Kepler's Laws of Planetary Motion

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Physical Laws

Kepler's laws of planetary motion are a set of three physical laws that describe the motion of planets in the solar system.

First Law

Planets move around the sun in elliptical orbits, with the sun at one focus.

Second Law

The line joining the sun and a planet sweeps out equal areas in equal times.

Third Law

The square of the period of the orbit of a planet around the sun is proportional to the cube of its average distance from the sun.

Source of Name

This entry was named for Johannes Kepler.

Historical Note

Kepler derived his three laws of planetary motion in the early $1600$s from a concentrated study over the course of $20$ years of the colossal wealth of observational data which had been made previously by Tycho Brahe of the behavior of the planets of the solar system, and in particular Mars.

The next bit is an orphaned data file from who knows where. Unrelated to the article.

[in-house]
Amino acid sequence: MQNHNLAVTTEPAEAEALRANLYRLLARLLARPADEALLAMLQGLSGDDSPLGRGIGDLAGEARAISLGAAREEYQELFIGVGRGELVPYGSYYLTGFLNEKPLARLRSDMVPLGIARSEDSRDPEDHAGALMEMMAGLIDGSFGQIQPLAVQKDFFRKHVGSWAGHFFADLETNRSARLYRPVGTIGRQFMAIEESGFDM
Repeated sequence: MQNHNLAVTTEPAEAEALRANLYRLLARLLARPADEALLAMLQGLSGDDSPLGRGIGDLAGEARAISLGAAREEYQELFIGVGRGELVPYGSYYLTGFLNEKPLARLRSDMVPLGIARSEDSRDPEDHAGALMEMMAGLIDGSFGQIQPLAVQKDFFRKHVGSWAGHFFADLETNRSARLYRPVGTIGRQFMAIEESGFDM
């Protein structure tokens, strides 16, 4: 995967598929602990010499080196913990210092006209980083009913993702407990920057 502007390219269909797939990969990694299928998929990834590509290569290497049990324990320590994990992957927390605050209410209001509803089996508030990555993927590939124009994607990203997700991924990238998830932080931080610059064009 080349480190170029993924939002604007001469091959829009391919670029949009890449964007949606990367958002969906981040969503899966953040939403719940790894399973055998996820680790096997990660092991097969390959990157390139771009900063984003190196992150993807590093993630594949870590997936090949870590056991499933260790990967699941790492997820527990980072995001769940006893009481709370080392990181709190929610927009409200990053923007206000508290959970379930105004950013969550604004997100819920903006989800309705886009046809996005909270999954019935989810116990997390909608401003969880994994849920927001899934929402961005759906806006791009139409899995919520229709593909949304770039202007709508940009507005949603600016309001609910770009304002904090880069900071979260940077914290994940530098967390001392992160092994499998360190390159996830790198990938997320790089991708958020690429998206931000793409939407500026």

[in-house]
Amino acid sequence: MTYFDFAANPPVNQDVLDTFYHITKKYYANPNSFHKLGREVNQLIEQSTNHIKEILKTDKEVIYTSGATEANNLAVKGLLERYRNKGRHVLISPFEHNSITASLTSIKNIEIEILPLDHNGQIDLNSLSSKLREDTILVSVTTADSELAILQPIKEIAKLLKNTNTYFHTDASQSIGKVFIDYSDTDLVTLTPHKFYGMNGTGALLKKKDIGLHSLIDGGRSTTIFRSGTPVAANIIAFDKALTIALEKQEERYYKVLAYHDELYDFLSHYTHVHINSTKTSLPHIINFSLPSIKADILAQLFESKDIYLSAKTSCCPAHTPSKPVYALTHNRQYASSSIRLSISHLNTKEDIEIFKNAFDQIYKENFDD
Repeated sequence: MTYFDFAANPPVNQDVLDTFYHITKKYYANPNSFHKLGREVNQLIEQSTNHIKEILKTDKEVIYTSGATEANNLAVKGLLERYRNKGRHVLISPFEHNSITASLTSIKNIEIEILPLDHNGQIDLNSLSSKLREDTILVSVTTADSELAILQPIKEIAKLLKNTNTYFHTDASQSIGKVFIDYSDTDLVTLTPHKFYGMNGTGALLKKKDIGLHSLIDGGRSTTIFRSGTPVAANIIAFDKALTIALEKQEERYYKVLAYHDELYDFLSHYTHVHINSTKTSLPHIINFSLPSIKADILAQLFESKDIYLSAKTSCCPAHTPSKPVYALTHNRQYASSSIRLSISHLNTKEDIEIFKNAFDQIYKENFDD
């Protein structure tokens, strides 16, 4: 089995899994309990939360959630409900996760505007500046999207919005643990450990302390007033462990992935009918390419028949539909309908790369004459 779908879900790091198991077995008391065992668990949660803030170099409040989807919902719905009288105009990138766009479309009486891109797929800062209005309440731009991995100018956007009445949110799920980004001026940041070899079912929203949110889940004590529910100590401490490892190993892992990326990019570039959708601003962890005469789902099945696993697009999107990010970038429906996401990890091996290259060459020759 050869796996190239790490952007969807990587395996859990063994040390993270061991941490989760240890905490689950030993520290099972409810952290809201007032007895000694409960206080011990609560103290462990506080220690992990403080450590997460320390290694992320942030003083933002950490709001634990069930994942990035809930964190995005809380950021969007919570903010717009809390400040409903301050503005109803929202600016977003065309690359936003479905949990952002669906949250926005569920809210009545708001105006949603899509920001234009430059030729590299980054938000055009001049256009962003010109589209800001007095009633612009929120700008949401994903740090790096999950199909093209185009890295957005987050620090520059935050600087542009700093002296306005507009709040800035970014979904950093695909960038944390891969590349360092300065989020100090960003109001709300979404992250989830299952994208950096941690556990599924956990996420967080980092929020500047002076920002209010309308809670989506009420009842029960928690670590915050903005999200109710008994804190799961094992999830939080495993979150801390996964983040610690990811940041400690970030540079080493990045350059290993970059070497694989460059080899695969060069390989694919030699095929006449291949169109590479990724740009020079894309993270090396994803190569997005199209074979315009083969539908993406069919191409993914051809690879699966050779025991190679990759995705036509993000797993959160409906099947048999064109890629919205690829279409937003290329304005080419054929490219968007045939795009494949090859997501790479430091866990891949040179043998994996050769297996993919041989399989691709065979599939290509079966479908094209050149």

The first two of these results he published in his gigantic $1609$ work Astronomia Nova.

The third appears some ten years later in his Harmonices Mundi of $1619$.

It was Isaac Newton who managed to interpret these three laws and so work out what is now known as Newton's Law of Universal Gravitation, from which Kepler's laws can straightforwardly be derived.